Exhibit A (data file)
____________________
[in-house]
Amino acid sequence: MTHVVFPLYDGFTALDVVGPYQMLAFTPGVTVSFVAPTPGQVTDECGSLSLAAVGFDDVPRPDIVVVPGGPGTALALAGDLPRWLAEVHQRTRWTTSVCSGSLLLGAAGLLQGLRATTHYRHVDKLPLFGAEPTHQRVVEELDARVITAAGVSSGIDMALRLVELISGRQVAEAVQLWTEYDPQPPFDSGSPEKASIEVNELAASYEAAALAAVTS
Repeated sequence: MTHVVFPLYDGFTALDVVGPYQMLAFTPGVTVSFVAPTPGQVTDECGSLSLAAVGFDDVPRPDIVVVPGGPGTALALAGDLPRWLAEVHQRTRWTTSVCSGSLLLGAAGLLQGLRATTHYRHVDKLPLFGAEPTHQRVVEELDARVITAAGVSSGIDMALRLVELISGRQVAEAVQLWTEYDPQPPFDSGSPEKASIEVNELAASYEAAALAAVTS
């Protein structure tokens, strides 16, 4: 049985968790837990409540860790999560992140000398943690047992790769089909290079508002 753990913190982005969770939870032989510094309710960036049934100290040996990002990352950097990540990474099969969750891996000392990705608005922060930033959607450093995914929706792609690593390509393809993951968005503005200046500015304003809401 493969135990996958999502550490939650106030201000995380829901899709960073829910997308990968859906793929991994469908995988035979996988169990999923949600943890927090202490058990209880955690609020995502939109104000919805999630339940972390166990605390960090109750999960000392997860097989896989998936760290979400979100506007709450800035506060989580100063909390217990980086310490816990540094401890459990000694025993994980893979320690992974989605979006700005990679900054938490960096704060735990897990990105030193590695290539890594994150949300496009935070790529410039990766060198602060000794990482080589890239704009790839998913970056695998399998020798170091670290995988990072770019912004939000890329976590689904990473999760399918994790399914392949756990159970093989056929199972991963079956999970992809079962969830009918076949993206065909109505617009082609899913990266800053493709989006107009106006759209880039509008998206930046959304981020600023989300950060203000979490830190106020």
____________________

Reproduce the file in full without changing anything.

[in-house]
Amino acid sequence: MTHVVFPLYDGFTALDVVGPYQMLAFTPGVTVSFVAPTPGQVTDECGSLSLAAVGFDDVPRPDIVVVPGGPGTALALAGDLPRWLAEVHQRTRWTTSVCSGSLLLGAAGLLQGLRATTHYRHVDKLPLFGAEPTHQRVVEELDARVITAAGVSSGIDMALRLVELISGRQVAEAVQLWTEYDPQPPFDSGSPEKASIEVNELAASYEAAALAAVTS
Repeated sequence: MTHVVFPLYDGFTALDVVGPYQMLAFTPGVTVSFVAPTPGQVTDECGSLSLAAVGFDDVPRPDIVVVPGGPGTALALAGDLPRWLAEVHQRTRWTTSVCSGSLLLGAAGLLQGLRATTHYRHVDKLPLFGAEPTHQRVVEELDARVITAAGVSSGIDMALRLVELISGRQVAEAVQLWTEYDPQPPFDSGSPEKASIEVNELAASYEAAALAAVTS
């Protein structure tokens, strides 16, 4: 049985968790837990409540860790999560992140000398943690047992790769089909290079508002 753990913190982005969770939870032989510094309710960036049934100290040996990002990352950097990540990474099969969750891996000392990705608005922060930033959607450093995914929706792609690593390509393809993951968005503005200046500015304003809401 493969135990996958999502550490939650106030201000995380829901899709960073829910997308990968859906793929991994469908995988035979996988169990999923949600943890927090202490058990209880955690609020995502939109104000919805999630339940972390166990605390960090109750999960000392997860097989896989998936760290979400979100506007709450800035506060989580100063909390217990980086310490816990540094401890459990000694025993994980893979320690992974989605979006700005990679900054938490960096704060735990897990990105030193590695290539890594994150949300496009935070790529410039990766060198602060000794990482080589890239704009790839998913970056695998399998020798170091670290995988990072770019912004939000890329976590689904990473999760399918994790399914392949756990159970093989056929199972991963079956999970992809079962969830009918076949993206065909109505617009082609899913990266800053493709989006107009106006759209880039509008998206930046959304981020600023989300950060203000979490830190106020």